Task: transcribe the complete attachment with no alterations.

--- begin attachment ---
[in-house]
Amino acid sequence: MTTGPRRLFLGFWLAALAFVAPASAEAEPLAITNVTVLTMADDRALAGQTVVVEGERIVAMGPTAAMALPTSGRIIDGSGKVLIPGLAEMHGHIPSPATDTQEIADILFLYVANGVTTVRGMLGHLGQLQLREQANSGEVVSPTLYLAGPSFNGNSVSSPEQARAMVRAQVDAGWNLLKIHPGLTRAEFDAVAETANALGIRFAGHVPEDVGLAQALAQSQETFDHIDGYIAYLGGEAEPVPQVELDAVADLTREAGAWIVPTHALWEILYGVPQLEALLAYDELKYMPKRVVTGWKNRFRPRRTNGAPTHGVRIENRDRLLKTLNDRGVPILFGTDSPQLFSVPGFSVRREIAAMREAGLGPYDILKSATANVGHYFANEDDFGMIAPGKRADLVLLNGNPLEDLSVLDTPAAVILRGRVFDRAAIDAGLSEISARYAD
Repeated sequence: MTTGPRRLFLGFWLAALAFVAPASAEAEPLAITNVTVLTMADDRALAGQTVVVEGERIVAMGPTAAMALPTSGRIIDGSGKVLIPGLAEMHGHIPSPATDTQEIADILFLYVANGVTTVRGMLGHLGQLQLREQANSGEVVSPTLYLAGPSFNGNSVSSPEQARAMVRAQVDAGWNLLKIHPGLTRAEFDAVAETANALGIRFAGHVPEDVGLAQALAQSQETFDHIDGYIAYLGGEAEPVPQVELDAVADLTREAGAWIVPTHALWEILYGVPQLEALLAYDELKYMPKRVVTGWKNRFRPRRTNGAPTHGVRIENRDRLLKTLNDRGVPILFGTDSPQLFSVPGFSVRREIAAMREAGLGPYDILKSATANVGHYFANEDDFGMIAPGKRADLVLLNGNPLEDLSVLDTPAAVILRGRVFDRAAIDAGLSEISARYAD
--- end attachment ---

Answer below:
[in-house]
Amino acid sequence: MTTGPRRLFLGFWLAALAFVAPASAEAEPLAITNVTVLTMADDRALAGQTVVVEGERIVAMGPTAAMALPTSGRIIDGSGKVLIPGLAEMHGHIPSPATDTQEIADILFLYVANGVTTVRGMLGHLGQLQLREQANSGEVVSPTLYLAGPSFNGNSVSSPEQARAMVRAQVDAGWNLLKIHPGLTRAEFDAVAETANALGIRFAGHVPEDVGLAQALAQSQETFDHIDGYIAYLGGEAEPVPQVELDAVADLTREAGAWIVPTHALWEILYGVPQLEALLAYDELKYMPKRVVTGWKNRFRPRRTNGAPTHGVRIENRDRLLKTLNDRGVPILFGTDSPQLFSVPGFSVRREIAAMREAGLGPYDILKSATANVGHYFANEDDFGMIAPGKRADLVLLNGNPLEDLSVLDTPAAVILRGRVFDRAAIDAGLSEISARYAD
Repeated sequence: MTTGPRRLFLGFWLAALAFVAPASAEAEPLAITNVTVLTMADDRALAGQTVVVEGERIVAMGPTAAMALPTSGRIIDGSGKVLIPGLAEMHGHIPSPATDTQEIADILFLYVANGVTTVRGMLGHLGQLQLREQANSGEVVSPTLYLAGPSFNGNSVSSPEQARAMVRAQVDAGWNLLKIHPGLTRAEFDAVAETANALGIRFAGHVPEDVGLAQALAQSQETFDHIDGYIAYLGGEAEPVPQVELDAVADLTREAGAWIVPTHALWEILYGVPQLEALLAYDELKYMPKRVVTGWKNRFRPRRTNGAPTHGVRIENRDRLLKTLNDRGVPILFGTDSPQLFSVPGFSVRREIAAMREAGLGPYDILKSATANVGHYFANEDDFGMIAPGKRADLVLLNGNPLEDLSVLDTPAAVILRGRVFDRAAIDAGLSEISARYAD